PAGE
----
ian watt was so smart. also sexist

urbanisation provided its own antidote, the suburb, which offered an escape from the thronged streets, and whose very different mode of life symbolised the difference between the multifarious but casual relationships depicted in Defoe's novels and the fewer but more intense and introverted ones which Richardson portrayed. (185)

The suburb is perhaps the most significant aspect of the segregation of classes in the new urban pattern. Both the very rich and the very poor are excluded, and so the middle-class pattern can develop unmolested, safe both from the glittering immorality of the fashionable end of town and from the equally affronting misery and shiftlessness of the poor -- the word 'Mob' is a significant late seventeenth-century coinage which reflects a growing distaste and at times even fear of the urban masses. [...] The privacy of the suburb is essentially feminine because it reflects the increasing tendency already discussed to regard the modesty of womanhood as highly vulnerable and therefore in need of a defensive seclusion; and the seclusion of the suburb was increased by two other developments of the period -- the greater privacy afforded by Georgian housing, and the new pattern of personal relationships made possible by familiar letter-writing, a pattern which, of course, involves a private and personal relationship rather than a social one, and which could be carried on without leaving the safety of the home. (186-7)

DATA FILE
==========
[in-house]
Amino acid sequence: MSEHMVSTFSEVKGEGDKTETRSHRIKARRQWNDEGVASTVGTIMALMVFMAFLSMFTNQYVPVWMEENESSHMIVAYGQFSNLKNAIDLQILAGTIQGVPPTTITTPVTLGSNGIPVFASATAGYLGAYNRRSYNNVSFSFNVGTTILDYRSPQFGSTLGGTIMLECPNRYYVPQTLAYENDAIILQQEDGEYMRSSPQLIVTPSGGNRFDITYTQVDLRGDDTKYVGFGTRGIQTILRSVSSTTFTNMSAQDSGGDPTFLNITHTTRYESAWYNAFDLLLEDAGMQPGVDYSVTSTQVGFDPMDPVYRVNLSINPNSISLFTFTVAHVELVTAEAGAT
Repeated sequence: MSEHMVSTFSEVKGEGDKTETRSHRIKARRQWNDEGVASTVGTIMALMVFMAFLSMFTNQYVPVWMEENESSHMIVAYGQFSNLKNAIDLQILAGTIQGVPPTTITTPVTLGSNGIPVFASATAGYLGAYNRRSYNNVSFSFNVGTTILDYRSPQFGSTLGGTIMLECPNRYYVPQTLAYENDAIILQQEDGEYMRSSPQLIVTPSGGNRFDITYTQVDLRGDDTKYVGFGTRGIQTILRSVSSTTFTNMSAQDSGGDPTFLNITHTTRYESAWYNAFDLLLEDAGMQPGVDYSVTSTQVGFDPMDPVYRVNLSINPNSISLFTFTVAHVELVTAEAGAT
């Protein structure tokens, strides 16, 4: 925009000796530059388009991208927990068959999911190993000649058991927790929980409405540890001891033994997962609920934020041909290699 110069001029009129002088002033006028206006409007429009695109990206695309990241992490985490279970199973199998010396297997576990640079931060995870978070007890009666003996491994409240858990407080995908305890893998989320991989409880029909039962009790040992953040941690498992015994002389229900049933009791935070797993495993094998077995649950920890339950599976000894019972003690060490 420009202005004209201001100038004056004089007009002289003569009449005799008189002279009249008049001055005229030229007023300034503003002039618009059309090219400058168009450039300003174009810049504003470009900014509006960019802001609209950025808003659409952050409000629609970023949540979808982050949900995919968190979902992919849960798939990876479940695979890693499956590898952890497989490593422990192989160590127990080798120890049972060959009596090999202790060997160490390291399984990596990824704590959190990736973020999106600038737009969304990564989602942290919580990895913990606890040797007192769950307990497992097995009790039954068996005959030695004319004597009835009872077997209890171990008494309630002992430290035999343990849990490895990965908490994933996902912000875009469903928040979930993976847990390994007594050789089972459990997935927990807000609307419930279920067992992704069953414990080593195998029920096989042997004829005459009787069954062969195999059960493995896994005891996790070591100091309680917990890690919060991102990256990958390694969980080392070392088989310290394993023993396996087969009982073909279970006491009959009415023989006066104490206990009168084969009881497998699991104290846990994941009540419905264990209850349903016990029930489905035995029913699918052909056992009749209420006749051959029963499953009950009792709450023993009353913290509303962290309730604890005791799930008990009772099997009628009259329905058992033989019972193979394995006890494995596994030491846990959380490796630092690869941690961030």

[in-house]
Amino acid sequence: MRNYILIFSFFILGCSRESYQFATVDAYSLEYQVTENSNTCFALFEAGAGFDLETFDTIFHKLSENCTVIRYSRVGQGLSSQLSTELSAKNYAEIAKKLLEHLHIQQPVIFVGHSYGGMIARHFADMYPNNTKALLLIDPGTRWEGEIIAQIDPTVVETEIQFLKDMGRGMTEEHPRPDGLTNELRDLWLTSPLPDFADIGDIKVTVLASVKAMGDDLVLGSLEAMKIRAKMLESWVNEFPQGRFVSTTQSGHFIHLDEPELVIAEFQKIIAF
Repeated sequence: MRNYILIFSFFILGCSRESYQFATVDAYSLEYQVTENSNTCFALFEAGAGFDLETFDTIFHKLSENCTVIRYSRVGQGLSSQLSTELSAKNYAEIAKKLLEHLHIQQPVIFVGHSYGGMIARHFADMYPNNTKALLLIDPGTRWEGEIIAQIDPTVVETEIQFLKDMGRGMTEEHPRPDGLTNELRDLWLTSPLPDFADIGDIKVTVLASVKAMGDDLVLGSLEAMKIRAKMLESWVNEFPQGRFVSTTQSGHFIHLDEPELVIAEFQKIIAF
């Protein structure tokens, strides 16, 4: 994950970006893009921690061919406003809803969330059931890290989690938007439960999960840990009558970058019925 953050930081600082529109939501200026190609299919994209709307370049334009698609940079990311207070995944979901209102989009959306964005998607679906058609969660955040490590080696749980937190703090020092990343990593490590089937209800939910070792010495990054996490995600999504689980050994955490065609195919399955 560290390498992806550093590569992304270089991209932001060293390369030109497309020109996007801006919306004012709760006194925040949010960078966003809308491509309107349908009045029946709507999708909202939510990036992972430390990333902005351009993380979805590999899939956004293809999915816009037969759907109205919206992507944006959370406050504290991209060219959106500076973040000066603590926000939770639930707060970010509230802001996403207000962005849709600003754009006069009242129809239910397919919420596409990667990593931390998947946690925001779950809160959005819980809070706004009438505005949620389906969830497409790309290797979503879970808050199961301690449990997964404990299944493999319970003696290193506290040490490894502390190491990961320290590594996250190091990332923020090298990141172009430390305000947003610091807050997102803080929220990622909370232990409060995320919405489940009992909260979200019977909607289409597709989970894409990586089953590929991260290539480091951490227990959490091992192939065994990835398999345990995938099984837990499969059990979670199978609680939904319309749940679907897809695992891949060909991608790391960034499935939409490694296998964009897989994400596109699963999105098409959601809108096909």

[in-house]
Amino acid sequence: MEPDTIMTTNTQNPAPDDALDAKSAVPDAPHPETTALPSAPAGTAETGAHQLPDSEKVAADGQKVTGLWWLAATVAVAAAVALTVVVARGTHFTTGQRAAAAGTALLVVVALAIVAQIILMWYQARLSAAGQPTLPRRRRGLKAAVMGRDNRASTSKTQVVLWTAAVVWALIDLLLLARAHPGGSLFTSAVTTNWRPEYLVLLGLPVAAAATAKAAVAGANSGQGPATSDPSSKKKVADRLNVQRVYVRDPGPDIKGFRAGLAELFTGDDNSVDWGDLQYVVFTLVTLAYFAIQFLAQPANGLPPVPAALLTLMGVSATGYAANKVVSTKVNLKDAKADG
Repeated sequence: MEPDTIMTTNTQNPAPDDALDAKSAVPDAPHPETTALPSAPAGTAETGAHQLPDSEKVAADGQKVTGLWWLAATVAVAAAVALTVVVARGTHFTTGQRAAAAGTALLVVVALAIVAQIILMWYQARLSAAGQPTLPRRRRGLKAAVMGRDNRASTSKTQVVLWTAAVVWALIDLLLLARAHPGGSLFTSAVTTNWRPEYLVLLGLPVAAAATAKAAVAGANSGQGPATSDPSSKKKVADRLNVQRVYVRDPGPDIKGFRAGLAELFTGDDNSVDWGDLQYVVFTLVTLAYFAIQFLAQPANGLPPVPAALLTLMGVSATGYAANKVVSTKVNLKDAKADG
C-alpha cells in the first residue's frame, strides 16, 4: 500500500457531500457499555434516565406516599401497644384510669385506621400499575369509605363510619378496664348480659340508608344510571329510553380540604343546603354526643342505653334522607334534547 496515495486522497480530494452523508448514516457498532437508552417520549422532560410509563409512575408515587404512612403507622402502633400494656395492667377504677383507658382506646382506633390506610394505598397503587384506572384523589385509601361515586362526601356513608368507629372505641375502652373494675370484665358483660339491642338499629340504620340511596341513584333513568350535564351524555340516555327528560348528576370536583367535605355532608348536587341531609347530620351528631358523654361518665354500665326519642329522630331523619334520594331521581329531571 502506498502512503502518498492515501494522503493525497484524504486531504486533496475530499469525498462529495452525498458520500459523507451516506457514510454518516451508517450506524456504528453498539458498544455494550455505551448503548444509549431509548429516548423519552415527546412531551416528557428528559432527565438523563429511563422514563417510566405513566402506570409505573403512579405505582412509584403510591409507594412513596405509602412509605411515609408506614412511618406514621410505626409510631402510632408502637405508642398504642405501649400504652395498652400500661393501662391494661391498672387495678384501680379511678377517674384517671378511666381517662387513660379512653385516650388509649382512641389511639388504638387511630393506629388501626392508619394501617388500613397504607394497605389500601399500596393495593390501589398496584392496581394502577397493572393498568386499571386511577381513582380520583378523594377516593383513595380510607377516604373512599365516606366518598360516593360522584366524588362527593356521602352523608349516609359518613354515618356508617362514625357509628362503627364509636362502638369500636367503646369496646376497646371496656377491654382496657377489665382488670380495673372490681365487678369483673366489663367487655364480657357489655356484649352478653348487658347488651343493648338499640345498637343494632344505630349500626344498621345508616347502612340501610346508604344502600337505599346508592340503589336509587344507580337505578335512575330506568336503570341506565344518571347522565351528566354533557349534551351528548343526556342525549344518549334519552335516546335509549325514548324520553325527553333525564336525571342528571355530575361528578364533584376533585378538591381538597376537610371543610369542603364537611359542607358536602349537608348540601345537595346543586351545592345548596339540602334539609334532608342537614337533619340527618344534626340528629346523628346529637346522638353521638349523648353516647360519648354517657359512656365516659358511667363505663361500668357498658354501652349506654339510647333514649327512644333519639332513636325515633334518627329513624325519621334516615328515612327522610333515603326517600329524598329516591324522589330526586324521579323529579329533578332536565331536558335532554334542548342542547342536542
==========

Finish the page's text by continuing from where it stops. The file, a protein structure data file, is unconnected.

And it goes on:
The main problem in portraying the inner life is essentially one of the time-scale. The daily experience of the individual is composed of a ceaseless flow of thought, feeling and sensation; but most literary forms -- biography and even autobiography for instance -- tend to be of too gross a temporal mesh to retain its actuality; and so, for the most part, is memory. Yet it is this minute-by-minute content of consciousness which constitutes what the individual's personality really is, and dictates his relationship to others: it is only by contact with this consciousness that a reader can participate fully in the life of a fictional character. (190-1)

Rise of the Novel: Studies in Defoe, Richardson, and Fielding